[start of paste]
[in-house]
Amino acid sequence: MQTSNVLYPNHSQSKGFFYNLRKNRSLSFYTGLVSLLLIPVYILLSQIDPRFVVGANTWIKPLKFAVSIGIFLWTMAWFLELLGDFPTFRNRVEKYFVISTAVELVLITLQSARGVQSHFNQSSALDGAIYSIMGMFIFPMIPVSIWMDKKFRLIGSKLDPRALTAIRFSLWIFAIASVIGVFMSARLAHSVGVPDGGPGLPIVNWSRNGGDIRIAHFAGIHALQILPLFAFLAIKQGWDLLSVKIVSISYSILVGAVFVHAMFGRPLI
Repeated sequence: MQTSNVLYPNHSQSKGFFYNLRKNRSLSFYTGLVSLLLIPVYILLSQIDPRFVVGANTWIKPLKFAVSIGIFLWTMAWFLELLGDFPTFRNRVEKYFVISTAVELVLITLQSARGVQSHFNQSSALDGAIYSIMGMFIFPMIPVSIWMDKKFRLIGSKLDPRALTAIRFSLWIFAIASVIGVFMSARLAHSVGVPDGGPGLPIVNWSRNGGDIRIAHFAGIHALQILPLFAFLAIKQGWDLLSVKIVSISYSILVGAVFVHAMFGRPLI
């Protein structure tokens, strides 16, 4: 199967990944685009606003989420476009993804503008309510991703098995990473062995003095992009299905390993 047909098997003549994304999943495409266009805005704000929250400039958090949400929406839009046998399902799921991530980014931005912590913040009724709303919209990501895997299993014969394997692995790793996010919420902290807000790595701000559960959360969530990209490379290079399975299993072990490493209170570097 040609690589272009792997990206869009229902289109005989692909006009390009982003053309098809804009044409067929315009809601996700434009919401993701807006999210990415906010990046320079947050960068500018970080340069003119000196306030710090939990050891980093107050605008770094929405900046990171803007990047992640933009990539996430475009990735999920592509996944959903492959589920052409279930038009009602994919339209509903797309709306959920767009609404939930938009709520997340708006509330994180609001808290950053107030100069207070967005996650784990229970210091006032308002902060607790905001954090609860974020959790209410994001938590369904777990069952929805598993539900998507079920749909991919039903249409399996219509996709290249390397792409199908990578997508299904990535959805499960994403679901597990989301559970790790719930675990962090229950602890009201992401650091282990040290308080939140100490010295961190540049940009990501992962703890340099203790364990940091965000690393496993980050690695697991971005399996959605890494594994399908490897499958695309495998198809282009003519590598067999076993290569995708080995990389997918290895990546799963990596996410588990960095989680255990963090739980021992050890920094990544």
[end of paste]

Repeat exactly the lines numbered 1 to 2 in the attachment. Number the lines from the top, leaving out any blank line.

[in-house]
Amino acid sequence: MQTSNVLYPNHSQSKGFFYNLRKNRSLSFYTGLVSLLLIPVYILLSQIDPRFVVGANTWIKPLKFAVSIGIFLWTMAWFLELLGDFPTFRNRVEKYFVISTAVELVLITLQSARGVQSHFNQSSALDGAIYSIMGMFIFPMIPVSIWMDKKFRLIGSKLDPRALTAIRFSLWIFAIASVIGVFMSARLAHSVGVPDGGPGLPIVNWSRNGGDIRIAHFAGIHALQILPLFAFLAIKQGWDLLSVKIVSISYSILVGAVFVHAMFGRPLI